Sign to Temple Basin, blink and you miss it.  (John Carolin Photo)

Temple Basin is a low-key club field situated an hours walk from the summit of Arthurs Pass. You wont find any of the mod cons of busy commercial fields – nutcracker tows and natural grooming keep the crowds away, and a helping hand is pretty much expected each day. The natural terrain here tho, is enough to keep the keenest rider busy for a very long time, the entire month I spent there it never got tracked out. Good times! For those of you wondering what the heck a nutcracker is, it’s a harness you wear with a clamp-like device attached to the harness that you somehow fling around the rope and hang on.  On the ride up you have to feed the device through pulleys keeping the rope in line and do your best not to get anything caught in the pulleys!

Enjoyin’ epic crud! (John Carolin Photo)

The team at Temple Basin are super friendly and upon settling into the groove and becoming helpful I was able to stay on as a volunteer for the remainder of my time there.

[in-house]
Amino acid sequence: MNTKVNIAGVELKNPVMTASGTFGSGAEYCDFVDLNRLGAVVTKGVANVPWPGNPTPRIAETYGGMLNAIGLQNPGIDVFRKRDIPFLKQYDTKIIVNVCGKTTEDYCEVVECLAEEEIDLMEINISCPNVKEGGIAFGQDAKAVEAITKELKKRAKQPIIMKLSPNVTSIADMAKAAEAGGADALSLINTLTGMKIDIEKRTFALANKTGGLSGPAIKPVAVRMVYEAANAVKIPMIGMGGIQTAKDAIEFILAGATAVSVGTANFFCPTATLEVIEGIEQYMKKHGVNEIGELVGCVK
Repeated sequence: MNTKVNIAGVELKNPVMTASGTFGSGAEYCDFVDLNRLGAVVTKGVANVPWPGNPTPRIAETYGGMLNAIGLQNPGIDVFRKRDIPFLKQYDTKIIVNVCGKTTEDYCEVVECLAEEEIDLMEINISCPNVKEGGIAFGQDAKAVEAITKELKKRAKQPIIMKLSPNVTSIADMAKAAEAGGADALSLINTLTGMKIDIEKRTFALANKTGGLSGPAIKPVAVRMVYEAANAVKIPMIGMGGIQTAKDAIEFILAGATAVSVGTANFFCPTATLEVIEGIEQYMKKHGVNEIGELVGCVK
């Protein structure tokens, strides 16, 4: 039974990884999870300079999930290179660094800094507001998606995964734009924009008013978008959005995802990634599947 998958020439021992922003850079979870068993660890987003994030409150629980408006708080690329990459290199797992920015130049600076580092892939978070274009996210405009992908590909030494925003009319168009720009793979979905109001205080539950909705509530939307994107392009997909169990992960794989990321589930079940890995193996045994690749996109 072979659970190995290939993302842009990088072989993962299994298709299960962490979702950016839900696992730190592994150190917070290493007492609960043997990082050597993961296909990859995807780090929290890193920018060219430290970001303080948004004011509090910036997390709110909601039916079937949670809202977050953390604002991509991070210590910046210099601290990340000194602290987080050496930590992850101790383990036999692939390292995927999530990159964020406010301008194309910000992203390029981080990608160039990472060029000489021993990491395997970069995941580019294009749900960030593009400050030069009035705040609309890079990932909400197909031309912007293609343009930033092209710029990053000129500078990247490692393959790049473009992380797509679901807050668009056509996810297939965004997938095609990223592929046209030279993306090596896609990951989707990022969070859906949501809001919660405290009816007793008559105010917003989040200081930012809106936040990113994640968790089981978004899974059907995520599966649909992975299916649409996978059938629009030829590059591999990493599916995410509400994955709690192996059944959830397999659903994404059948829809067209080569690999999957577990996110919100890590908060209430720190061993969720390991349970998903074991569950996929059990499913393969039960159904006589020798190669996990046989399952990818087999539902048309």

Unfortunately I learnt the hard way not to  leave any gear in your car in the carpark as its right next to the highway and a great opportunity for passing dickheads to help themselves. Luckily I still had my riding gear, a pair of shorts, 3 t-shirts, and vital underwear and sleeping bag with me at Temple Basin so enough to continue on! A shitty situation but however I couldn’t have been in a better place. Scoring 20cms of dry NZ pow with 6 other people lapping the tow quickly puts a smile back in place! For future reference check with the Info Centre in Arthurs Pass – they will show you good places to park your car safely.

A little hiking for a little cliff. (John Carolin photo)

Much thanks to the team at Temple Basin for great times – Todd, Juliet, Ben, Jo, Bruce, Stan, Elliot, Sam, Jase, Gordy, Mary, Team Shovel on any particular day, and everyone who came along for good times! You create a magical vibe unique to any skifield anywhere!

Campsite on the ‘Tarns’ en route to hike Cassidy Peak one morning. (John Carolin Photo)